NFL Draft Prospect Interview – Wesley Johnson, OT Vanderbilt

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Sep 14, 2013; Columbia, SC, USA; Vanderbilt Commodores running back Wesley Tate (24) and Vanderbilt Commodores offensive linesman Wesley Johnson (67) celebrate a touchdown against the South Carolina Gamecocks in the second half at Williams-Brice Stadium. Mandatory Credit: Jeff Blake-USA TODAY Sports

Vanderbilt offensive tackle Wesley Johnson has played a long, distinguished career in the SEC and been part of arguably the most successful senior class in the history of the football program.  After a win in the BBVA Compass Bowl, Johnson was invited to play at the Reese’s Senior Bowl down in Mobile.  Johnson has been one of the steadier, yet unheralded offensive linemen in this draft class in spite of the fact he has been able to play at a high level in the most notable conference in college football.

In talking to Wesley, we discussed his game, the change in culture at Vanderbilt during his career, some of his teammates, the movie RudyMcDonald’s breakfast, and why he believes he will be successful at the next level.

Peter Smith: Why did you choose to go to Vanderbilt?

Wesley Johnson: Well, it was really between Vanderbilt and Auburn.  Vanderbilt was kind of coming off of a high in terms of their football program.  They had just won their first bowl game in God knows how many years.  I wanted to hop on that.  And obviously the education is a huge bonus if football ends up not working out, it’s something great that I can fall back on.

PS: I heard talk that you were bitter at the fact you couldn’t cut block down at the Senior Bowl.

WJ: Yea, I would have liked to have, yea, absolutely (laughs).  Feel like that’s one of the better parts of my game.

PS: Who is it you wanted to cut?

WJ: Everybody.  I mean, you know, being an offensive lineman, it’s kind of the great equalizer because you’re not as fast as the small guys and if you can just cut on them, it gets rid of that.

PS: Watching your tape and for not being as fast, those first few steps, your burst and straight line resemble a tight end.

WJ: Appreciate it.  Yea, I dunno.  Thank you.  Yea, I would have liked to have cut.  Plus, cutting is kind of a good feeling.  It’s kind of sinister when you get a good one, so it’s satisfying.

PS: I had a chance to watch you against Jadeveon Clowney, so for people who are questioning his motor, as someone who faced him, what do you think?

WJ: I don’t know what people are talking about.  I guess it’s easy for people to say he’s taking a play off when he’s getting triple teamed, which is understandable.  He has the quickest first step of anyone I’ve ever played and he’s obviously one of the bigger defensive ends I’ve ever played too.  He went hard and he was a good football player.  He understood it well.  So I thought all of that talk was just talk.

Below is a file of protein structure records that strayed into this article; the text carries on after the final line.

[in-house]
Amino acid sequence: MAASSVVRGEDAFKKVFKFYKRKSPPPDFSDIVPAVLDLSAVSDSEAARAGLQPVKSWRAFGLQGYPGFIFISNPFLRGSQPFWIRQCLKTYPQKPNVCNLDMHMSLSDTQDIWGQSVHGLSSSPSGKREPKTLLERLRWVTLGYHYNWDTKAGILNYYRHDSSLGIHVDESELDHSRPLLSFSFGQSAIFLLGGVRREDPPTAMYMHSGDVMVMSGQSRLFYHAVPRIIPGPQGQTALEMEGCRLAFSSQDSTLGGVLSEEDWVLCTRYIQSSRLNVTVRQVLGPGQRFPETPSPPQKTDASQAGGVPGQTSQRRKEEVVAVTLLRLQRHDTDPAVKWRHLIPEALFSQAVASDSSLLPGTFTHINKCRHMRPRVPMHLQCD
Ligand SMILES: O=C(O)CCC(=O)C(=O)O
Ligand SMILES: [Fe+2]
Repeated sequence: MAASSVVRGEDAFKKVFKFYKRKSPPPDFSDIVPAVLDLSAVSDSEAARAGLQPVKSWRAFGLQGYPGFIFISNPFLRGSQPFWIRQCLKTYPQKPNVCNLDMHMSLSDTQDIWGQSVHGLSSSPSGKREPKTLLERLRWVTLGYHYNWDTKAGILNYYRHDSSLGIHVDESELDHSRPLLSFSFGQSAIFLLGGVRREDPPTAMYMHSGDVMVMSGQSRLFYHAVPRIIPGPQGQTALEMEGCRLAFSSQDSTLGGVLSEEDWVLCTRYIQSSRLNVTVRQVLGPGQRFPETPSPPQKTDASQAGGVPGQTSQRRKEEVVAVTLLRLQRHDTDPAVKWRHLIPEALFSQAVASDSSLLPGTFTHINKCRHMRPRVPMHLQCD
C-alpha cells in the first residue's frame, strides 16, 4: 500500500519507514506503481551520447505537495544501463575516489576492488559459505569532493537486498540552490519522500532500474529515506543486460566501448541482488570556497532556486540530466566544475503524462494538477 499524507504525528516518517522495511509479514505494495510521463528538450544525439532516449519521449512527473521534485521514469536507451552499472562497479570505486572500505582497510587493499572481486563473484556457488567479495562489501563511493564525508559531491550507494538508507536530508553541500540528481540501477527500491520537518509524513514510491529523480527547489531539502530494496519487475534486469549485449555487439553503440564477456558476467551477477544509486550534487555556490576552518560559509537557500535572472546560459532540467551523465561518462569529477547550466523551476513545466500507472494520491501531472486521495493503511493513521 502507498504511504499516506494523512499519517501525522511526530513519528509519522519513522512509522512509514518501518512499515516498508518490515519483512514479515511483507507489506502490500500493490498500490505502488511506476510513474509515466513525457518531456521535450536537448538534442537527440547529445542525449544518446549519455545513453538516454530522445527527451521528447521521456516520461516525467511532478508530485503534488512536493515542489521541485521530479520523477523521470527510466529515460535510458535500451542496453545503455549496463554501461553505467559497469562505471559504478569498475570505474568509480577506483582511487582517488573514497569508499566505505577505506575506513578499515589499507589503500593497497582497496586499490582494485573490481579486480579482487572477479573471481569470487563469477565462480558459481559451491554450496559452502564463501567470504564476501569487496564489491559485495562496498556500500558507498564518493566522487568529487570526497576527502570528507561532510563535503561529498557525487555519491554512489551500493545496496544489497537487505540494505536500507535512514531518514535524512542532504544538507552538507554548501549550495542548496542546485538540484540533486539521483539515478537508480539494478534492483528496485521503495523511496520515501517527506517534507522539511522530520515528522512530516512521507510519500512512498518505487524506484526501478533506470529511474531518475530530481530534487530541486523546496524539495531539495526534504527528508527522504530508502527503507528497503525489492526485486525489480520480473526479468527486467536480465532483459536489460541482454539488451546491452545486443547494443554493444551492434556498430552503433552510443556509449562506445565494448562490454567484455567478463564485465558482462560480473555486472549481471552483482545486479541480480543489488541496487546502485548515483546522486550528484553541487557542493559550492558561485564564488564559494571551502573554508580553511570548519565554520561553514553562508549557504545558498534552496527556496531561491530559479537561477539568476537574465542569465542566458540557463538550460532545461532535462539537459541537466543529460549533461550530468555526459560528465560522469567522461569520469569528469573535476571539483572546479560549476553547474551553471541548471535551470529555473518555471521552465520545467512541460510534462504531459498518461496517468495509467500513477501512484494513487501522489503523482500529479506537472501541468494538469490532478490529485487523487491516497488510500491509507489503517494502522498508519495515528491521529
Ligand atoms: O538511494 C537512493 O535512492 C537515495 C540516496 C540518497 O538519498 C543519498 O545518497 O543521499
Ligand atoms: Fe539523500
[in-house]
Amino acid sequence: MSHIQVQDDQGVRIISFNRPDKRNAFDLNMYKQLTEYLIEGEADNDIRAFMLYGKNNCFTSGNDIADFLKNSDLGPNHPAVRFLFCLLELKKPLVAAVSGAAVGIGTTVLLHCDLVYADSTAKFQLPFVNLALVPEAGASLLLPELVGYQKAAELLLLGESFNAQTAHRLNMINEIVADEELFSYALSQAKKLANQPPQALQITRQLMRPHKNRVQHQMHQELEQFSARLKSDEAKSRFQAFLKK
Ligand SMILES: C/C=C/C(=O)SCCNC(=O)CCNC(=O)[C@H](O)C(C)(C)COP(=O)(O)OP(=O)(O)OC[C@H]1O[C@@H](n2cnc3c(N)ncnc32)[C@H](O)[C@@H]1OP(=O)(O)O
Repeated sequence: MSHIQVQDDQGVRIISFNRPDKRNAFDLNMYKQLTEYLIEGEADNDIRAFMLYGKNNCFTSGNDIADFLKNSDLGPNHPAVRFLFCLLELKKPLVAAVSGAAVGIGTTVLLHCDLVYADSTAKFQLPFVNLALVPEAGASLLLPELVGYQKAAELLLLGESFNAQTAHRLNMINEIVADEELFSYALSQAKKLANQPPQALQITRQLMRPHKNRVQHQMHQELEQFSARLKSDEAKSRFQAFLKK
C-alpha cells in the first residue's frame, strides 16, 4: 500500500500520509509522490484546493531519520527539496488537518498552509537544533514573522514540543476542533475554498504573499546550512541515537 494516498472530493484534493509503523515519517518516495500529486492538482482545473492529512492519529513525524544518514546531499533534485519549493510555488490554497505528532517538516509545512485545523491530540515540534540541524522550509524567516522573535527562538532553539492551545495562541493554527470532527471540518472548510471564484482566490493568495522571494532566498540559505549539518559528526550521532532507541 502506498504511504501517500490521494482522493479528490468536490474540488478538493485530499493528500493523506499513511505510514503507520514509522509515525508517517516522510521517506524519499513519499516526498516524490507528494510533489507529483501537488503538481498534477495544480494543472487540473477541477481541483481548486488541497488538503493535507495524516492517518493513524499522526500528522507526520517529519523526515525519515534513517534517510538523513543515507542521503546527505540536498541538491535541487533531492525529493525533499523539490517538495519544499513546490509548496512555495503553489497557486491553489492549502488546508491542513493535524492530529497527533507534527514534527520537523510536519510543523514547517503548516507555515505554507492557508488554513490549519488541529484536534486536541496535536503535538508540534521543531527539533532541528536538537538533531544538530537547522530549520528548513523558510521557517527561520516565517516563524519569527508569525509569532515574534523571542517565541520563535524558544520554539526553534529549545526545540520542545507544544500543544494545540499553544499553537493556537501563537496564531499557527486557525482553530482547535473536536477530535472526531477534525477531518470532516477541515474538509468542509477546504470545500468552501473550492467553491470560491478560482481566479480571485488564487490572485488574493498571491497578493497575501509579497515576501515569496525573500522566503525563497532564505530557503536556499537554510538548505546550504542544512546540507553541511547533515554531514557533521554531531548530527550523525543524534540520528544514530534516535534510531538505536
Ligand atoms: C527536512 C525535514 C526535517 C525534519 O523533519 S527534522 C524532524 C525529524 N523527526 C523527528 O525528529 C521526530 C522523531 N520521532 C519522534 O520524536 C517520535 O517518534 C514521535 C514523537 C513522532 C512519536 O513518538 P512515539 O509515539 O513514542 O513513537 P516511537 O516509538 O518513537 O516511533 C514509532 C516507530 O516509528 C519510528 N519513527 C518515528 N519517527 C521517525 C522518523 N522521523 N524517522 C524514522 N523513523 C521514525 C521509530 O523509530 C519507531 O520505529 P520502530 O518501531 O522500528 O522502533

PS: It didn’t look like you had two guys helping you out most of the game.

WJ: Yea, I kinda relished that opportunity, because he’s, you know, he’s Jadeveon Clowney.  Three games before was the bowl game where he knocked that guy’s helmet off, so I was looking forward to that and I think the coaches knew that I was going to be ready for that challenge.

PS: If I was to say that you can end up playing too tall and can have some trouble getting behind your pads at times, would that be fair?

WJ: Yea, I think that’s fair.  There are definitely times where I think I do that, you know, whether I’m being inconsistent or not.  But then again, saying that, I’ve said cut blocking is one of the good parts of my game; the favorite.  My favorite part of playing offensive line and what I think is the best part of my game, what I take the most pride in is blocking on the goal line.  When I’m blocking on the goal line, I bend to where my nose is three inches off the ground.

PS: Yea, noticed that.  You have a totally different stance, don’t you?  It’s almost like a four point stance for a defensive lineman.

WJ: Yea, my old high school coach said, when you’re on goal line, you’ve got roodog them out, so I get as low as I can and roodog them out.

PS: You seem to have a noticeable motor on the field for an offensive lineman.  Finishing a block, helping guys up off of the pile or whatever, you seem to always be the first guy there.

WJ: Yes sir.  I guess I was small early in my career, so I had to find ways to bring value.  And being a prick is a good way to bring value as an offensive lineman.  Being chippy like that.

PS: You were listed at 295 for the season and just short of 300 for the Senior Bowl.  Where are you now with your weight and where are you hoping to be for your rookie year?